In a surprise move, the European Union on December 14 agreed to start accession talks with Ukraine. Ukrainian President Volodymyr Zelenskyy described the news as “a victory of Ukraine … a victory that motivates, inspires and strengthens.”

From left: European Council President Charles Michel, Ukrainian President Volodymyr Zelenskyy European Commission President Ursula von der Leyen attend a European Union-Ukraine Summit in Kyiv on February 3, 2023. (Emile Ducke/The New York Times)
From left: European Council President Charles Michel, Ukrainian President Volodymyr Zelenskyy European Commission President Ursula von der Leyen attend a European Union-Ukraine Summit in Kyiv on February 3, 2023. (Emile Ducke/The New York Times)

Hungarian Prime Minister Viktor Orbán, who is seen as close to Russian President Vladimir Putin, is vehemently opposed to EU membership for Ukraine. However, Orbán decided to walk out of the room when EU leaders voted on starting accession talks — effectively abstaining from the vote. Orbán later threatened to “slam the brakes” on the accession process. Hours after the accession process vote, Hungary blocked €50 billion in EU aid to Ukraine.

USIP’s Katie Ruppert discussed the significance of EU membership for Ukraine, and the way ahead.

What led the EU to vote in favor of accession talks for Ukraine?

Ruppert: The EU has supported Ukraine’s application for membership since June 2022 when it offered Ukraine (and Moldova) candidate status. The Ukrainians have been working since then to make the changes necessary to progress to the next step in the accession process. 

The EU requires that any prospective member state meet certain political and economic benchmarks to join. These are often extensive and require everything from strong democratic institutions to an independent judiciary to a competitive, vibrant financial system. In its recommendation, the EU cited significant progress on these benchmarks since 2014.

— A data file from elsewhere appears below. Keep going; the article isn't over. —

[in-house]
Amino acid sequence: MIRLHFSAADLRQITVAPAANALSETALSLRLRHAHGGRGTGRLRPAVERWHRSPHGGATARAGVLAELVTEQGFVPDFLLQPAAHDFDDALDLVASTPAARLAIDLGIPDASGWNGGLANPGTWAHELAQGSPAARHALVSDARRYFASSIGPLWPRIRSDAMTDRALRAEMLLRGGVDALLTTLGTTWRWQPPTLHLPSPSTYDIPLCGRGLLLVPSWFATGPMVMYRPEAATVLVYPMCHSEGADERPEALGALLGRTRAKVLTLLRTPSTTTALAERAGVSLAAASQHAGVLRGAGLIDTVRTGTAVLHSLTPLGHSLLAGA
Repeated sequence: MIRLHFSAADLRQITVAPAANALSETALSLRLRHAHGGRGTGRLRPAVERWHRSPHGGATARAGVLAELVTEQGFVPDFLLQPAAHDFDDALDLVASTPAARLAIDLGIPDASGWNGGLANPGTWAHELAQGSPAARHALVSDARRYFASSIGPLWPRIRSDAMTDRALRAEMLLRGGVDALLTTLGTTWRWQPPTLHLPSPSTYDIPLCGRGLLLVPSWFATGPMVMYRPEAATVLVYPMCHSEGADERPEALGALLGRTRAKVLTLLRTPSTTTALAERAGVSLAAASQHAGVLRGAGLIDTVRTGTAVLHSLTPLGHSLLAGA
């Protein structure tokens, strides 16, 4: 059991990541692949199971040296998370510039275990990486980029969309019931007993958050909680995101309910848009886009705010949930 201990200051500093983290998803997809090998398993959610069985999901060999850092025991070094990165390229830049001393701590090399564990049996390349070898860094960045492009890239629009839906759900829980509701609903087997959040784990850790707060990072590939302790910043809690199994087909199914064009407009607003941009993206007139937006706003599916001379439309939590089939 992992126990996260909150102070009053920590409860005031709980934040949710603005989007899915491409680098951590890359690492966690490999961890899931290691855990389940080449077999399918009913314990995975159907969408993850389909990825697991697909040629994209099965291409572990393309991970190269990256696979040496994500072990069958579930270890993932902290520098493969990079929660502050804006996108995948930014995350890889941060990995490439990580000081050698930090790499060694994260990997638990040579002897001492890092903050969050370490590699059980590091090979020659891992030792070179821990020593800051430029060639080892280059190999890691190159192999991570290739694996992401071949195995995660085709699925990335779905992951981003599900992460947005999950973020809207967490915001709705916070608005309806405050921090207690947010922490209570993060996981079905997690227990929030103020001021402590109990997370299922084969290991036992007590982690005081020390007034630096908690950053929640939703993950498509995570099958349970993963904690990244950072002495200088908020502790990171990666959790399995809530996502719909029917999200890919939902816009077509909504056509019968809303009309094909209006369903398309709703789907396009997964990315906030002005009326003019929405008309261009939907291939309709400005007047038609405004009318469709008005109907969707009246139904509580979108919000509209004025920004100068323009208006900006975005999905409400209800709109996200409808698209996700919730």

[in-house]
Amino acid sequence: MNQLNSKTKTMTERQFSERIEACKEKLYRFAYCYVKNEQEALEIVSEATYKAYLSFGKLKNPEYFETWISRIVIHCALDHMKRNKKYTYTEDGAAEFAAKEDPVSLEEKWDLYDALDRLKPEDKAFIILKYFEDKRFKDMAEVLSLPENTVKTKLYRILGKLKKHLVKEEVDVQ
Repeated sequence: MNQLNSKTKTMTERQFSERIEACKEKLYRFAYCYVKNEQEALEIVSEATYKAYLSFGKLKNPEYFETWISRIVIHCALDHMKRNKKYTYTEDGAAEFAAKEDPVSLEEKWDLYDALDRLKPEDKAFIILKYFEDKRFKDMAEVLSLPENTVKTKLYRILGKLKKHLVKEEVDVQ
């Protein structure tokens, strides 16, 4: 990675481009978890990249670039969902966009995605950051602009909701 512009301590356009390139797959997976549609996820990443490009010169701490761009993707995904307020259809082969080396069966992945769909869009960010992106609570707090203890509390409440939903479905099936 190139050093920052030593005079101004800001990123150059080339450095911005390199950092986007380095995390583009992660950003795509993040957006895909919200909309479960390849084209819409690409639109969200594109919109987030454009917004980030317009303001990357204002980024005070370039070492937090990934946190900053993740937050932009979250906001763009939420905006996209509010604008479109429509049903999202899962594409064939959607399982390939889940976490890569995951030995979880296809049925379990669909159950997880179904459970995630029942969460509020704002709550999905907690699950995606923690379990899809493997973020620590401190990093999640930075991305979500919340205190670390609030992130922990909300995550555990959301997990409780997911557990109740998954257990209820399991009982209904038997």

It’s really a testament to the Ukrainian government and the Ukrainian people that they were able to complete so many reforms at such a record pace. All but one EU member — Hungary — agreed on December 14 that Ukraine was ready to progress to the next step — actual negotiations leading to membership. Hungarian Prime Minister Viktor Orbán had threatened to stop this decision, but the collective pressure of the other 26 members forced him to back down and allow the decision to go forward. This is a monumental step on Ukraine’s path to Europe and away from Russia.

What benefits will Ukraine get from EU membership?

Ruppert: Beyond the obvious economic and social benefits, EU membership locks Ukraine into Europe, forever precluding Russia from controlling Ukraine as Vladimir Putin is obsessed with doing. Ukraine belongs in Europe.

What are the next steps in the membership process? Is it smooth sailing from now on for Ukraine?

Ruppert: Accession is a yearslong process, but the Ukrainians are absolutely determined to get there — they say in two years. The European Commission’s report cited that Ukraine still needs to work on judicial reforms and strengthening its economy to better function within EU economic institutions, although the commission itself acknowledged that the latter is largely due to the conflict.

Are there implications for Ukraine’s NATO ambitions?

Ruppert: It definitely helps. Ukraine has just received formal approval from EU members that it is on the right path on reforms and that Brussels and member states want to welcome it fully into the European community. With the EU membership momentum, Ukraine is looking toward the NATO summit in Washington next July to receive an invitation to begin negotiations that would lead to NATO membership when the war ends.

There are different requirements for EU membership and NATO membership — one is more focused on political and economic and the other on military and security — but it’s definitely a boost for Ukraine’s Euro-Atlantic ambitions.


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